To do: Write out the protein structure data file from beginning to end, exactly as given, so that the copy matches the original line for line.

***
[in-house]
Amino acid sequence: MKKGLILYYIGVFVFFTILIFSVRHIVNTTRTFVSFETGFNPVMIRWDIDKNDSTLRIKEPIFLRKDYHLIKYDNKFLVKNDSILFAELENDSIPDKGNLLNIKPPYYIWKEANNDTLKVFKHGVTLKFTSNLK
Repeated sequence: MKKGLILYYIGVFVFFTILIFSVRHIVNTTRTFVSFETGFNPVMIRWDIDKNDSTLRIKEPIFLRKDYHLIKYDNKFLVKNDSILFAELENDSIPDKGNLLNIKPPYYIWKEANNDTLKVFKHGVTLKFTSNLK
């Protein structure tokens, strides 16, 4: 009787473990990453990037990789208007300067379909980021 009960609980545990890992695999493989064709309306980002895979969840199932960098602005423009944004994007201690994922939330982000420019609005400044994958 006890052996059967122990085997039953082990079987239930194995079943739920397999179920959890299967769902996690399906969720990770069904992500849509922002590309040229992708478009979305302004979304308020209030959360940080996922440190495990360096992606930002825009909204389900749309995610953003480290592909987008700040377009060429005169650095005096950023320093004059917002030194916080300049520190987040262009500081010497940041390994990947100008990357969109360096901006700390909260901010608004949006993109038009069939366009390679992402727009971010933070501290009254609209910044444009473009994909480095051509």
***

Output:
[in-house]
Amino acid sequence: MKKGLILYYIGVFVFFTILIFSVRHIVNTTRTFVSFETGFNPVMIRWDIDKNDSTLRIKEPIFLRKDYHLIKYDNKFLVKNDSILFAELENDSIPDKGNLLNIKPPYYIWKEANNDTLKVFKHGVTLKFTSNLK
Repeated sequence: MKKGLILYYIGVFVFFTILIFSVRHIVNTTRTFVSFETGFNPVMIRWDIDKNDSTLRIKEPIFLRKDYHLIKYDNKFLVKNDSILFAELENDSIPDKGNLLNIKPPYYIWKEANNDTLKVFKHGVTLKFTSNLK
């Protein structure tokens, strides 16, 4: 009787473990990453990037990789208007300067379909980021 009960609980545990890992695999493989064709309306980002895979969840199932960098602005423009944004994007201690994922939330982000420019609005400044994958 006890052996059967122990085997039953082990079987239930194995079943739920397999179920959890299967769902996690399906969720990770069904992500849509922002590309040229992708478009979305302004979304308020209030959360940080996922440190495990360096992606930002825009909204389900749309995610953003480290592909987008700040377009060429005169650095005096950023320093004059917002030194916080300049520190987040262009500081010497940041390994990947100008990357969109360096901006700390909260901010608004949006993109038009069939366009390679992402727009971010933070501290009254609209910044444009473009994909480095051509």